Software and web application security

.NET Framework 3.0 security guidelines

With the coming Rich Internet Applications (RIA), the Web 2.0 and all the buzz, one of my research projects is to map out specific issues with the .NET Framework 3.0. Some of the goals are:

  • to provide security guidance to clients
  • to automate more code analysis around the .Net Framework 3.0 object model

.NET Framework V2.0 Obsolete API List

These lists identify all of the APIs which are obsolete in the .NET Framework V2.0.
http://msdn2.microsoft.com/en-us/netframework/aa497286.aspx

When to add an assembly to the GAC

The GAC (Global Assembly Cache) is all-powerful, giving system-wide access to assemblies. It is after all, the machine-wide repository for shared assemblies. The GAC is not the place you want to go installing any old assembly you create. Here are some general guidelines for when to “consider” adding an assembly to the GAC.

  • when many applications will need access to your assembly
  • when your assembly specifically requires the features that the GAC provides (such as integrity checking and versioning)

Simple enough… in essence, avoid installing to the GAC because your assembly will be highly exposed, and any flaws in your code will be much more exploitable.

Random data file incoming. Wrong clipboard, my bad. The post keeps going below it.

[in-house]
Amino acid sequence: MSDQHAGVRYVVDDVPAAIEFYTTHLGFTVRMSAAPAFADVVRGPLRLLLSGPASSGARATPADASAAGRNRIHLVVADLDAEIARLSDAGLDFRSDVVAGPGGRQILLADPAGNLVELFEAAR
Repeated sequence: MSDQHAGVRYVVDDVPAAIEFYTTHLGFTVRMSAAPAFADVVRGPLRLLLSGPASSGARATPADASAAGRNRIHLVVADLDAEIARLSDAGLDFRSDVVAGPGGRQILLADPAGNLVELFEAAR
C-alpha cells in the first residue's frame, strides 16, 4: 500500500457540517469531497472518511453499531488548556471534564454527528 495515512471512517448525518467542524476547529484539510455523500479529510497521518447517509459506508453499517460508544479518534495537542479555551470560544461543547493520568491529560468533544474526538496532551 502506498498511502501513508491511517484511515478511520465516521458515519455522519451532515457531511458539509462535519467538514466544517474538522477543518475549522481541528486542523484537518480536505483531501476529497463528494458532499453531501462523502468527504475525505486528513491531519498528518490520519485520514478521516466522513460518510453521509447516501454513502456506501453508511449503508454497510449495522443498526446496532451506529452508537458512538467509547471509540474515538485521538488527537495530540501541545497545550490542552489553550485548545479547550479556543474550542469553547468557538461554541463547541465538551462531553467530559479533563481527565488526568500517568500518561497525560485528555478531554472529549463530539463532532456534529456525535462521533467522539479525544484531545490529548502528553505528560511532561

For more information check the MSDN docs “Working with Assemblies and the Global Assembly Cache” http://msdn2.microsoft.com/en-us/library/6axd4fx6(VS.80).aspx

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8 Comments »

  1. Hi Chris

    This is a great project.

    Have you looked at MS’s Channel 9’s .Net security section. There is so much good information in there, that I would start by listing what you think should be in there and is not (and the bits that are not in there is where you should focus on)

    Good luck

    Dinis Cruz
    Chief OWASP Evangelist
    http://www.owasp.org

    Comment by Dinis Cruz — January 24, 2007 @ 2:59 am

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